Neil Young Archive II (Preview)

Michael Pomerantz
4 min readNov 19, 2020


Neil Young is a BIG part of why I love music. Listening to and collecting his work, and seeing his remarkable performances, became a template for how I would approach musical genius. Now, with the impending release of his second Archive set that will cover his most vibrant, creative and turbulent period, I give a preview of what will be on the ten-disc release, and also reflect what makes “Shaky” Neil so vital and why this brief period of his massive catalog is so extraordinary.

As always, thanks you so much for joining me in the MPOMY Escape Pod!

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Reissues vs. New Music

Let’s hear it for the old guys who kicked our asses when we were younger! Sure, new music by Bruce Springsteen and Buddy Guy and Neil Young and Steve Hackett and David Gilmour and Mark Knopfler (all my heroes!) just doesn’t hold a candle tho their prior work. It’s fucking understandable. I mean that’s a pretty high bar. And I give the new stuff a chance, but it just lacks the urgency and immediacy of what we got when these artists were young and hungry.

There are exceptions. Bob Dylan’s latest material knocks me out just as much as his old stuff. No lie. Lindsey Buckingham too. The music is so simple, but it seems to never sound derivative. It’s never a question of recapturing that old glory. It’s always looking forward.

So you want to look back to your glory days? I’m a huge fan of the archive, the official bootleg. The unalloyed “hot ticket,” warts and all. This is how I became nuts about music. I learned from a cousin who would go to see Peter Gabriel on multiple nights, even if the show was largely the same both nights. That inspired me to start collecting bootleg recordings, so I could analyze the difference between Pink Floyd playing “Careful with that Axe, Eugene” on a Friday in August to them playing the same song on the following Saturday. I put up with a lot LOW fidelity enjoying those fan-made recordings.

As a fan of old Genesis, I did NOT want to hear them play watered down version of their old songs as they got into their dotage. And the new music, while much of it was quite good, was in no way anywhere near the calibre of what they created previously.

So, for me , the answer is the Archive release. And so many of my favorite rock artists have done it so well, including Pink Floyd, Bruce Springsteen, Bob Dylan, King Crimson, (NOT Genesis BOO!) and even Neil Young.

Take a look at what’s on the box set
-four terrific years of music making
-lots of stuff we’ve never heard before

Tuscaloosa, AL; Feb 1973
-four months after Danny Whitten died.
— concert sounds good — pretty together
— Time Fades Away seems to straddle both periods — The Tonight’s the Night content, which is darker. It’s almost like an unraveling is happening in real time, in front of an audience. The drummer had to be replace, Neil had trouble with his voice, Crosby and Nash had to come and kind of bail him out at the end of the tour.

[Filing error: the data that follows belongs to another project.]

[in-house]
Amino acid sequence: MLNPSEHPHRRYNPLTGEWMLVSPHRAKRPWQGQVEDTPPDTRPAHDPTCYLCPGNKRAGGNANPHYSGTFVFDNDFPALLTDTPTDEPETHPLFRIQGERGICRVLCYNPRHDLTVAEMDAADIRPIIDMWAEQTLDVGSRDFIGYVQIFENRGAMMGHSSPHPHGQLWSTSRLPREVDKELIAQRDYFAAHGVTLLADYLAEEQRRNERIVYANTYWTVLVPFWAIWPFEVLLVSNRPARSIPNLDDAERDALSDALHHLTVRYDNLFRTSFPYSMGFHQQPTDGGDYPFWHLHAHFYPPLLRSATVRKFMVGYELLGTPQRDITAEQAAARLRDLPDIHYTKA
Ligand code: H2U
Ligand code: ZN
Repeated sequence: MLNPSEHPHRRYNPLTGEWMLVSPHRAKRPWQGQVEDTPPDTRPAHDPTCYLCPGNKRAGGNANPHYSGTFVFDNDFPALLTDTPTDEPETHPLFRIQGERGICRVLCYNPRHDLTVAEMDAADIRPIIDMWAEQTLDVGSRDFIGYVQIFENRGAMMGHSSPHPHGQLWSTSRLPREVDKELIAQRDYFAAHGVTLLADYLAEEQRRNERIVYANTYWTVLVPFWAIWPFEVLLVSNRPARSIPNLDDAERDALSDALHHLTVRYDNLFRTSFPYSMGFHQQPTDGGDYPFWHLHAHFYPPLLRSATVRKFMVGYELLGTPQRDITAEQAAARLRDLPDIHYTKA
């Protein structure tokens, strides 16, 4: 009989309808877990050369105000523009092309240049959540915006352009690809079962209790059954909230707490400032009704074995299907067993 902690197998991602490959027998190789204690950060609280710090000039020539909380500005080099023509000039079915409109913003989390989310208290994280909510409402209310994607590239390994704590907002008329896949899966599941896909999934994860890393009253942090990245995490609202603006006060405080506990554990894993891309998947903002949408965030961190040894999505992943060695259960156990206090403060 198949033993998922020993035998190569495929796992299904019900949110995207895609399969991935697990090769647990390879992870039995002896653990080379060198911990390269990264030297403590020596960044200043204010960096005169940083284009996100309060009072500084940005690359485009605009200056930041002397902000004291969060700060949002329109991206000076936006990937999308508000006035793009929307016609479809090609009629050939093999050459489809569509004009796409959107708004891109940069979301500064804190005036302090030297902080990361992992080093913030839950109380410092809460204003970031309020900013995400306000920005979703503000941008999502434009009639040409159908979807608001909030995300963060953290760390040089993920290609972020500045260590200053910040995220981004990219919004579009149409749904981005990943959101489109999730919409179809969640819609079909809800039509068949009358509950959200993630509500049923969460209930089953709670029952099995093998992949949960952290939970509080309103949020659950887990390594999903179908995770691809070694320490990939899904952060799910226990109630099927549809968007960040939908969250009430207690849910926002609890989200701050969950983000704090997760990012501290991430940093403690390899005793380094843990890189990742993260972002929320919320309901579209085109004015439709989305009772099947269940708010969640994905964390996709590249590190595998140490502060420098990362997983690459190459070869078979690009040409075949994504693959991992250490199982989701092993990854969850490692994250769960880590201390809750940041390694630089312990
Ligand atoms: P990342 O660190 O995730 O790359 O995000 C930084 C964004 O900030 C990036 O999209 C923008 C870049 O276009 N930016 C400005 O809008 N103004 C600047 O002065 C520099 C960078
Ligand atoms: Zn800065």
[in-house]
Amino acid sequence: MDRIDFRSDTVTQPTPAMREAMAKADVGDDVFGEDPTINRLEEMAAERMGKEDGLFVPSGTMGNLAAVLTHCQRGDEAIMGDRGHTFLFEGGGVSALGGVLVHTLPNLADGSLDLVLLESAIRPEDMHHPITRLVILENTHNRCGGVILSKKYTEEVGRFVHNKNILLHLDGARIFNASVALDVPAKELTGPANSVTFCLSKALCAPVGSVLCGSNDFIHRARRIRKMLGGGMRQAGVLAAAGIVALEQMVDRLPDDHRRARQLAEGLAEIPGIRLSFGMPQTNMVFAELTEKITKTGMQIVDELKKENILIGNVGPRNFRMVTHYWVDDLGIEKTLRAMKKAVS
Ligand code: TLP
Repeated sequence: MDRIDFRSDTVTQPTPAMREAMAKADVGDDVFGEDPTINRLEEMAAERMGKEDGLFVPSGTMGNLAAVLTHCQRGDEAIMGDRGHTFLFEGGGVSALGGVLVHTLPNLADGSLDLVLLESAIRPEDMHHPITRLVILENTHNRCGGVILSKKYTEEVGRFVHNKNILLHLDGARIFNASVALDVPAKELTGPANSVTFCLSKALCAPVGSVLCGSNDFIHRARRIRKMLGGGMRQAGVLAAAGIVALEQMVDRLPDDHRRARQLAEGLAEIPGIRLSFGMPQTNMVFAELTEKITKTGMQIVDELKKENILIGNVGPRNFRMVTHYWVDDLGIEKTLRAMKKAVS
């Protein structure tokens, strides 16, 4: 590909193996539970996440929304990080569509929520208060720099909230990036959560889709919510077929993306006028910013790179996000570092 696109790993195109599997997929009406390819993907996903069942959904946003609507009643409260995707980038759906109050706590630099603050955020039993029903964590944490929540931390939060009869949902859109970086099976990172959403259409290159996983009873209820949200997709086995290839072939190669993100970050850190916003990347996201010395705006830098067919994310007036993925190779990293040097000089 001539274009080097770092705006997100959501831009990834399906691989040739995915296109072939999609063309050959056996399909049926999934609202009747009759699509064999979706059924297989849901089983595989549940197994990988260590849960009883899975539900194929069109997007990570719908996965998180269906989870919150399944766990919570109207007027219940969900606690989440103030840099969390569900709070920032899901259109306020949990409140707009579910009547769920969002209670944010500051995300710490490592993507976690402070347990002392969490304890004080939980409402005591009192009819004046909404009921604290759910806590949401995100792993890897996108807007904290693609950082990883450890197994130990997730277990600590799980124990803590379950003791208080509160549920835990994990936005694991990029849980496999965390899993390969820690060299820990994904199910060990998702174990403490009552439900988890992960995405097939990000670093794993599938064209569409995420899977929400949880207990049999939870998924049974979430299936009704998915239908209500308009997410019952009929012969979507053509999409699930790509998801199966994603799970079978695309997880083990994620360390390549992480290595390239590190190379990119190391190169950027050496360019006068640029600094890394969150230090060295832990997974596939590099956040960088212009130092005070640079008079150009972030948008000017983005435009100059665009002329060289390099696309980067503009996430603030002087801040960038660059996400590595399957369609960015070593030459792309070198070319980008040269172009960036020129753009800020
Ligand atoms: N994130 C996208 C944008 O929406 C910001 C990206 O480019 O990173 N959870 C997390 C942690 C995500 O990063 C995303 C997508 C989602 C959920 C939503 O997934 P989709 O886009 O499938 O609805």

When that tour ends, Neil assembles the Santa Monica Fliers, which is basically a combination of the Stray Gators (Harvest band) and Crazy Horse, but with young Niles Lofgren replacing Danny Whitten.

This is such an amazing period of music, and the whole thing is problematized by the fact that we have to look BACK on it. No one but the people on the record and the people in the audience really got to see this play out in sequence. As ever, the music industry was fraught with peril and the result was an album of stunning importance (Bitches Brew level importance) was not released until almost two years later. Remember that his entire TEN DISC box set only covers four years. So, that two years is an eternity.

Reprise (record company) decision not to release the record looks pretty bad in retrospect. And when it was finally released in June of 1975, it didn’t serve up the success of Harvest and was seen as a failure.

Neil Young definitely didn’t see it that way. He ha to fight to get the record released and once he succeeded in that, Young began one of the most productive and successful periods of his career. As a result of Tonight’s the Night, Young crystalized the second incarnation of Crazy Horse — Billy Talbot, Ralph Molina and Frank Sampedro. That band changed music forever under Neil’s guidance, starting in earnest with Rust Never Sleeps.

But in terms of transformational songwriting, in both music and lyric, Tonight’s the Night cannot be touched. It is without question the finest Neil Young record. The rawness of the emotion, the sincerity and directness of the guitar and piano and everything else you hear on that record is mind-blowing. It can be a hard listen, depending on your mood, but there is an unmatched richness and texture to everything in there, and I swear you don’t need to know about all the backstory to understand just how good the record is. You just have to listen to it.

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But now we get this detailed insight into the music that came before and after that pivotal moment. That’s really the moment that made Neil Young the legend. It was the dawn of a second act that had such a monstrous and profound impact on me. Made me want to play guitar, made me a music freak.

So let’s see what all is gonna be on this thing.



Michael Pomerantz